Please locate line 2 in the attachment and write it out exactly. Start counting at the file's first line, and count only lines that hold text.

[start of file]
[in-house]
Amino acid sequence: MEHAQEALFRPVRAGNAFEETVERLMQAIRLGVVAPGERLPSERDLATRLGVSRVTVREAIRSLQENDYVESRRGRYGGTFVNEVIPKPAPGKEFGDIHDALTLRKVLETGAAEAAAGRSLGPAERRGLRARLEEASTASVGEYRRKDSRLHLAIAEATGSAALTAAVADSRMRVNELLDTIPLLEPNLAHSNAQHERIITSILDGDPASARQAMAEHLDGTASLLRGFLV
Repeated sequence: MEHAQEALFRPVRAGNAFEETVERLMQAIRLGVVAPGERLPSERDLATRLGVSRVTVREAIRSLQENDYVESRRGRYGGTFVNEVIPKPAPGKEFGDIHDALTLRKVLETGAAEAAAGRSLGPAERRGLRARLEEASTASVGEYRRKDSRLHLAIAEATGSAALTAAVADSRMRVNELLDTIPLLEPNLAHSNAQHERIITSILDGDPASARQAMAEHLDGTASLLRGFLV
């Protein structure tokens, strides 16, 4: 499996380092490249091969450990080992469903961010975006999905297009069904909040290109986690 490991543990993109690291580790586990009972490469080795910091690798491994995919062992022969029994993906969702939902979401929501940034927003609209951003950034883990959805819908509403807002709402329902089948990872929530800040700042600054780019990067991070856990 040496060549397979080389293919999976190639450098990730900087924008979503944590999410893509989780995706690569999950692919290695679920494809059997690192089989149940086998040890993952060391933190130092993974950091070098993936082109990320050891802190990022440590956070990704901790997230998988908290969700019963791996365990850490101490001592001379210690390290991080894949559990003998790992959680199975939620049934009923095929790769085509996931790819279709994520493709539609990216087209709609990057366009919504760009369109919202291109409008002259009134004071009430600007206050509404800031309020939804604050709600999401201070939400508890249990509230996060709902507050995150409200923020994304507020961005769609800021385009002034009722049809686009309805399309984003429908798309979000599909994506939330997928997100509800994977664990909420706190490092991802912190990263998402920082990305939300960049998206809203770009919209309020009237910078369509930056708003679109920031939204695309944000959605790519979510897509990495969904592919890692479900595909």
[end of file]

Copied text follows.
Amino acid sequence: MEHAQEALFRPVRAGNAFEETVERLMQAIRLGVVAPGERLPSERDLATRLGVSRVTVREAIRSLQENDYVESRRGRYGGTFVNEVIPKPAPGKEFGDIHDALTLRKVLETGAAEAAAGRSLGPAERRGLRARLEEASTASVGEYRRKDSRLHLAIAEATGSAALTAAVADSRMRVNELLDTIPLLEPNLAHSNAQHERIITSILDGDPASARQAMAEHLDGTASLLRGFLV